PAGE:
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Heathens Short Film Review


Written & Directed by: #CarlosGarciaJr

Short Film Review by: #ChrisBuick

Comic book style cover of five youths, one holding a baseball bat. Tagline is The Ritual Has Begun

On a cold and misty morning, somewhere deep in the woods (God only knows how deep), a young girl falls hard onto the wintry ground before her and judging by her dirt-smeared face and ruined clothing, not for the first time that day. Allowing herself just one terrified look back, she quickly scrambles back to her feet, running like the Devil himself is chasing her. Sadly, it’s not long until the pursuing group of youths hot on her heels finally have her in their grasp, ready to play out whatever horrifically gruesome, ritualistic plan they have in store for her, all before school starts. 

According to first time writer/director Carlos Garcia Jr., Heathens in its current short form is intended simply as a precursor to a much bigger and bolder idea, something the filmmaker hopes can come to fruition through crowd-funding. This can be a tricky tight-rope to walk; the #shortfilm must of course still deliver on its own merits, while also finding the right balance of not giving too much away yet revealing just enough to leave us wanting more.

In this case, Heathens manages to just about get the balance right, even if it is extremely lean on any plot or character specifics. It’s a film that manages to raise a hefty amount of questions in its nine-minute runtime, yet we find ourselves coming out the other side pretty empty-handed in terms of answers. Who are these kids? What exactly are they doing and why are they doing it? We learn next to nothing about any of these individuals or their motivations, and most of the cast have little of note to do most of the time. But while there is a small risk this could frustrate a handful to the point of disinterest, somehow this proof of concept piece still manages to create enough intrigue and mythos in the world it does build that most viewers would probably be happy to come back for a closer look.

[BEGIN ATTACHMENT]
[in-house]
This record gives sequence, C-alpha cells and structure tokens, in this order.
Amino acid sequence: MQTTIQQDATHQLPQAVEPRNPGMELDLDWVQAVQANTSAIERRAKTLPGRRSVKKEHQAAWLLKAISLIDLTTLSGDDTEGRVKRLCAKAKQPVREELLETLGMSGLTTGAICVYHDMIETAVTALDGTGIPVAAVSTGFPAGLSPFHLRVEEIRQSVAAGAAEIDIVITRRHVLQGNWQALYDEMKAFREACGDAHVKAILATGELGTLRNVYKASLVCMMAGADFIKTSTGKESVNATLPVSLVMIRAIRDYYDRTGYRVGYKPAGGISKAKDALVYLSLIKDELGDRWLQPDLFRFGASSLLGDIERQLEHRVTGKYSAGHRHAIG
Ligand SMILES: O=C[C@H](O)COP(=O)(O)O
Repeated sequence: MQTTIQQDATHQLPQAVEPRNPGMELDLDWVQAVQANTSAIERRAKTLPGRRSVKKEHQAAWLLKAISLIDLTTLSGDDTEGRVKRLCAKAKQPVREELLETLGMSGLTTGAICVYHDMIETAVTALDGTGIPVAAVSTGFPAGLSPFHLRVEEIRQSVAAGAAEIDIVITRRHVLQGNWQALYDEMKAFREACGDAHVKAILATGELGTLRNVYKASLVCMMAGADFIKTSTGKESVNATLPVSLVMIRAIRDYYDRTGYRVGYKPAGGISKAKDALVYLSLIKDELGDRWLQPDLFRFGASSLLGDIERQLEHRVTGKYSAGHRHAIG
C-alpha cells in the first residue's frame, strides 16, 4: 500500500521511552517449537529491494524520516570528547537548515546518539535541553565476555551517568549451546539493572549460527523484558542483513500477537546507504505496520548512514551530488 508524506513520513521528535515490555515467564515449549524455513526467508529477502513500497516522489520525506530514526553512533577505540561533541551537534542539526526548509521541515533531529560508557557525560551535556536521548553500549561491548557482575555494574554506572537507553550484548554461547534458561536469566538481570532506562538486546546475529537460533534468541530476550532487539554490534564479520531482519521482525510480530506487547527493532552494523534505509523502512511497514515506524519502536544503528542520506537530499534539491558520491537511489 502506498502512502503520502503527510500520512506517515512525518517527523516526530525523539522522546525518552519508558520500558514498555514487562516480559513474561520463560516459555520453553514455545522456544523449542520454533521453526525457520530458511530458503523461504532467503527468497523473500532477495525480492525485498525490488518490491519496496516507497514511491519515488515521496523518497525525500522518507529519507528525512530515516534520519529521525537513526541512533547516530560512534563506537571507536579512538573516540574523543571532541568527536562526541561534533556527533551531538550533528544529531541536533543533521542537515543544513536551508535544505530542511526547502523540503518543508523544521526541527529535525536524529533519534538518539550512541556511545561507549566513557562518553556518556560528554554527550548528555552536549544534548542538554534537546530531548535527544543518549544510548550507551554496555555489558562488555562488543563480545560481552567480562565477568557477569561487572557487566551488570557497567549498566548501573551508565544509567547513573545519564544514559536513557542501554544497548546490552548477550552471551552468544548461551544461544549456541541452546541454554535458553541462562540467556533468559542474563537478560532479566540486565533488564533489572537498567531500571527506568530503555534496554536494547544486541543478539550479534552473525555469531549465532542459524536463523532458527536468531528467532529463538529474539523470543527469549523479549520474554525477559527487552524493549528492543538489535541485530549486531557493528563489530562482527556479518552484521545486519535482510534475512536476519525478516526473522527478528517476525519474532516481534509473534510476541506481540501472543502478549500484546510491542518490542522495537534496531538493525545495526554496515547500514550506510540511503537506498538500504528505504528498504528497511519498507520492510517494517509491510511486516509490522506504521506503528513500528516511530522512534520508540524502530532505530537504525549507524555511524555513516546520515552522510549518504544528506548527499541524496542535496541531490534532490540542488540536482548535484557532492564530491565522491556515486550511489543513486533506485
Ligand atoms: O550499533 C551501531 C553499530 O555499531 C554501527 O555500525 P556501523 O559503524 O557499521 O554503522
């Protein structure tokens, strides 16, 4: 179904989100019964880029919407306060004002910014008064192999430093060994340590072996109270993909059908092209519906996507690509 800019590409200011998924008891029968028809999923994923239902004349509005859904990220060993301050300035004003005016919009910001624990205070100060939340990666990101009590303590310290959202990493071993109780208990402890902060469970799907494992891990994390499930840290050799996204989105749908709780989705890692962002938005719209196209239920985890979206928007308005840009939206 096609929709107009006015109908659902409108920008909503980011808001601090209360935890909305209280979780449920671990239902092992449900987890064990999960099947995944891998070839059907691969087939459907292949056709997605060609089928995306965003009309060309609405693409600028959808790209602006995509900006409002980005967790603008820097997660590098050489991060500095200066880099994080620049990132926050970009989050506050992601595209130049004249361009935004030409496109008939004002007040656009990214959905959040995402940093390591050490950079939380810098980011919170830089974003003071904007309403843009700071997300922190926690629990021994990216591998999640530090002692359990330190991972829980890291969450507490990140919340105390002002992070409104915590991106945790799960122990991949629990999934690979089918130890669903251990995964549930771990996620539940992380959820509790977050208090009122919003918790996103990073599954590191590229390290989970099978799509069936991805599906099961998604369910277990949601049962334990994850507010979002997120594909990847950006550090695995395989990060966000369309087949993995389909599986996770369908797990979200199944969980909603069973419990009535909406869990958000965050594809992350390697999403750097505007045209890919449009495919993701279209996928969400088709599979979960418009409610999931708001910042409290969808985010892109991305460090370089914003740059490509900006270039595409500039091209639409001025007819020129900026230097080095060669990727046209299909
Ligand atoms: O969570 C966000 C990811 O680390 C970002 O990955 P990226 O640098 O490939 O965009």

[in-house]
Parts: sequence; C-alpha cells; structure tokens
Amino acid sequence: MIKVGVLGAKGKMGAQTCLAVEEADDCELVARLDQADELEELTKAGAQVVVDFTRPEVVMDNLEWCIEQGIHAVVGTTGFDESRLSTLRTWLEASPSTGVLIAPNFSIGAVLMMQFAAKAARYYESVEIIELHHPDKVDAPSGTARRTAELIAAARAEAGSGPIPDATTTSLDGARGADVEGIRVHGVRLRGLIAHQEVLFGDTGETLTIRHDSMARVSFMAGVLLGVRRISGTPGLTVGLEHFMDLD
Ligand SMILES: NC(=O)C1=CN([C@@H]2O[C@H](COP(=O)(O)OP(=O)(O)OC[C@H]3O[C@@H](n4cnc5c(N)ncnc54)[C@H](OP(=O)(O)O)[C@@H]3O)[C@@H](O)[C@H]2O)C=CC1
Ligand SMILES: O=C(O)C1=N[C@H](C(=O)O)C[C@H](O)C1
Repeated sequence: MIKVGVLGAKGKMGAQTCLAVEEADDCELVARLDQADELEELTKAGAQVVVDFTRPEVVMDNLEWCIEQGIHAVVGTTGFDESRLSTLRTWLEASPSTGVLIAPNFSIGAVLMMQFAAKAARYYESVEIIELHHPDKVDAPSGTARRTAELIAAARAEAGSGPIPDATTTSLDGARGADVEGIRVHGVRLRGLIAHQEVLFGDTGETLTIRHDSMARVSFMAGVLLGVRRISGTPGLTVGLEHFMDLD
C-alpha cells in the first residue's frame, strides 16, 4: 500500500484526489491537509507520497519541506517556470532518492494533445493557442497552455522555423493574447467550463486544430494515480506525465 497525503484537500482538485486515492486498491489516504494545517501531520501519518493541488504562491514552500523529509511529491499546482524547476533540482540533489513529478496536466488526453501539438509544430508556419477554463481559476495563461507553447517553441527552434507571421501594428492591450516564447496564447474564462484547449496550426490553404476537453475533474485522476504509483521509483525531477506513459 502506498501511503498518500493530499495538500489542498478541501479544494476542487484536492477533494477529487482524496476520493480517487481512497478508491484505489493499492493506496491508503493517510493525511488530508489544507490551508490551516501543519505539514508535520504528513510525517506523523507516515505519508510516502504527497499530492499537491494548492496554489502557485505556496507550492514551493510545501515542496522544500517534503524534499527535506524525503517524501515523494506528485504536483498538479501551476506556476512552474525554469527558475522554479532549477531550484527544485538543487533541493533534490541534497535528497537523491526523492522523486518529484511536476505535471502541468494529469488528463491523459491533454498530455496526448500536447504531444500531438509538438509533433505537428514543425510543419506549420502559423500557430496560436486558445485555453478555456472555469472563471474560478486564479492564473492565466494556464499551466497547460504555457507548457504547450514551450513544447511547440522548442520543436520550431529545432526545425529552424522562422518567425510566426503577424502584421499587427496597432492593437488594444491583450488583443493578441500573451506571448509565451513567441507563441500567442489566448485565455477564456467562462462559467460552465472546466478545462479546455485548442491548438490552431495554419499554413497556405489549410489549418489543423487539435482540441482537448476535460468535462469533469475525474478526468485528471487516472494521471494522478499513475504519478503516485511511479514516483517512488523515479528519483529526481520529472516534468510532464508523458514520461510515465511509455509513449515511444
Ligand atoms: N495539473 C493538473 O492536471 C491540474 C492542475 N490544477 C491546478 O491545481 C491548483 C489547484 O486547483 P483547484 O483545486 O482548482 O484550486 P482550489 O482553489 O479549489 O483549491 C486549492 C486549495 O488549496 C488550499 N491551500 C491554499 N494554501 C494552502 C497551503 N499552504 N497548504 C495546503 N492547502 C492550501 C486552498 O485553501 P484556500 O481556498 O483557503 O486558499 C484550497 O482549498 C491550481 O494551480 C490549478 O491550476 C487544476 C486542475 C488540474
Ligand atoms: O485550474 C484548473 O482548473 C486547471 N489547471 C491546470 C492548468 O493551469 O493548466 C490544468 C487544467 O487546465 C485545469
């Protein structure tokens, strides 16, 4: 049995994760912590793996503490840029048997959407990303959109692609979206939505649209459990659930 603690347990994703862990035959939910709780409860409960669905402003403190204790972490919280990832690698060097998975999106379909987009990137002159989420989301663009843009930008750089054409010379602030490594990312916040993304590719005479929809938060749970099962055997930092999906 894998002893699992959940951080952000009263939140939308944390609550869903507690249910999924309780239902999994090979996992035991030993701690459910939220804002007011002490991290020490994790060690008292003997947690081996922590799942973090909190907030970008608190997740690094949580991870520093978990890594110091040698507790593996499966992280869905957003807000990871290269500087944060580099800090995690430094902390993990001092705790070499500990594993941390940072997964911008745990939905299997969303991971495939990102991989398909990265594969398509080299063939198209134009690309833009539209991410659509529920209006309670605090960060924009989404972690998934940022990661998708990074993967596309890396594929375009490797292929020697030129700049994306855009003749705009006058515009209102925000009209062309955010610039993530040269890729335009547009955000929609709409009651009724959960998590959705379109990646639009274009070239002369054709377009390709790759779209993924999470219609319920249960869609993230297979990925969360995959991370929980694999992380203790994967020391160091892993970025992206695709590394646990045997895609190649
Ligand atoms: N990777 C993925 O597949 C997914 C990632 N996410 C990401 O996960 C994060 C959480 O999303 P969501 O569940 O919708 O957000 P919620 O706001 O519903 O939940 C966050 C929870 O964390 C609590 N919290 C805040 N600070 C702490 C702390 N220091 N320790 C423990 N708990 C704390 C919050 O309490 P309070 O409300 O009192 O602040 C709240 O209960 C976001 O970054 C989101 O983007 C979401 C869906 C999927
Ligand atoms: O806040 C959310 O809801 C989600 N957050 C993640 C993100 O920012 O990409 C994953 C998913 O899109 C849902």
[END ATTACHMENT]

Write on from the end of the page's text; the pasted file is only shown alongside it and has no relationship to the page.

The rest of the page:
How it manages to achieve this is two-fold. First is the wickedly charismatic performance from Stephanie Oustalet as head deviant Lena, terrifying of course in her high-octane moments of bat-swinging rage but somehow even more so when simply pulling the strings as the soft-spoken puppet-master of this band (cult?) of loyal followers, she is captivating to watch and a character well worth expansion.

Secondly and most importantly, is how technically impressive this film is pretty much across the board. And not just that it looks and sounds great (which it really does), but it’s how everything is used to such full effect that it somehow manages to elevate every other aspect of the film. A harmonious combination of location and lighting, clever editing and assured camerawork, it is an extremely well-constructed piece but a special mention must be made for the incredible score from Michael Vignola, which just takes the whole project to another level.

Could it have perhaps given us a little more in terms of exposition without completely letting us behind the curtain? Almost definitely. But perhaps that's just impatience. What’s clear is that Heathens certainly has a lot of fertile ground to explore should it get its chance at a bigger narrative. And it should.


Watch the trailer here:


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